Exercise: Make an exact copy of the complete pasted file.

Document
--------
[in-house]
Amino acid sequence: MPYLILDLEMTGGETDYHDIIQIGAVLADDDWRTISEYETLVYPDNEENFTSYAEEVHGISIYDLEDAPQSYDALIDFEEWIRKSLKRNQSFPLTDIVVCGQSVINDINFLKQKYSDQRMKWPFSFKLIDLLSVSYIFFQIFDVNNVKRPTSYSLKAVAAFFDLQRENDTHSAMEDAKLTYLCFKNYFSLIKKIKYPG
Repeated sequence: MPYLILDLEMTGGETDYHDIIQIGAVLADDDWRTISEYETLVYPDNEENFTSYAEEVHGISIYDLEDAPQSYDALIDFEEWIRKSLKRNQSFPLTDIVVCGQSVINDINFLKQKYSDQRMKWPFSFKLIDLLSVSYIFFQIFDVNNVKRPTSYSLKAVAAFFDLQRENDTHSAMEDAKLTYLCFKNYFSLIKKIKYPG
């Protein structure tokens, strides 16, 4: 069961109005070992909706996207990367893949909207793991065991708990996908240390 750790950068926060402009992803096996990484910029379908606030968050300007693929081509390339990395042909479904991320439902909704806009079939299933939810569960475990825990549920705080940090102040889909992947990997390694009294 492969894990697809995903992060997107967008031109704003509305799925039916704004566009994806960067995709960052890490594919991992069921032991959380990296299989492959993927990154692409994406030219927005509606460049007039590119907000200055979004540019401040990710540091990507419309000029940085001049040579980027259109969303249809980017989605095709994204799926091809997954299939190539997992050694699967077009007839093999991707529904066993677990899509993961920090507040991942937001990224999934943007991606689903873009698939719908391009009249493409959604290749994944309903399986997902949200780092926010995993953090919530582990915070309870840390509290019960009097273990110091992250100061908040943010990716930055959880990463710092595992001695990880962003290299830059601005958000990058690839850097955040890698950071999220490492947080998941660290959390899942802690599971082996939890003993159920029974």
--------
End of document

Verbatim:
[in-house]
Amino acid sequence: MPYLILDLEMTGGETDYHDIIQIGAVLADDDWRTISEYETLVYPDNEENFTSYAEEVHGISIYDLEDAPQSYDALIDFEEWIRKSLKRNQSFPLTDIVVCGQSVINDINFLKQKYSDQRMKWPFSFKLIDLLSVSYIFFQIFDVNNVKRPTSYSLKAVAAFFDLQRENDTHSAMEDAKLTYLCFKNYFSLIKKIKYPG
Repeated sequence: MPYLILDLEMTGGETDYHDIIQIGAVLADDDWRTISEYETLVYPDNEENFTSYAEEVHGISIYDLEDAPQSYDALIDFEEWIRKSLKRNQSFPLTDIVVCGQSVINDINFLKQKYSDQRMKWPFSFKLIDLLSVSYIFFQIFDVNNVKRPTSYSLKAVAAFFDLQRENDTHSAMEDAKLTYLCFKNYFSLIKKIKYPG
């Protein structure tokens, strides 16, 4: 069961109005070992909706996207990367893949909207793991065991708990996908240390 750790950068926060402009992803096996990484910029379908606030968050300007693929081509390339990395042909479904991320439902909704806009079939299933939810569960475990825990549920705080940090102040889909992947990997390694009294 492969894990697809995903992060997107967008031109704003509305799925039916704004566009994806960067995709960052890490594919991992069921032991959380990296299989492959993927990154692409994406030219927005509606460049007039590119907000200055979004540019401040990710540091990507419309000029940085001049040579980027259109969303249809980017989605095709994204799926091809997954299939190539997992050694699967077009007839093999991707529904066993677990899509993961920090507040991942937001990224999934943007991606689903873009698939719908391009009249493409959604290749994944309903399986997902949200780092926010995993953090919530582990915070309870840390509290019960009097273990110091992250100061908040943010990716930055959880990463710092595992001695990880962003290299830059601005958000990058690839850097955040890698950071999220490492947080998941660290959390899942802690599971082996939890003993159920029974």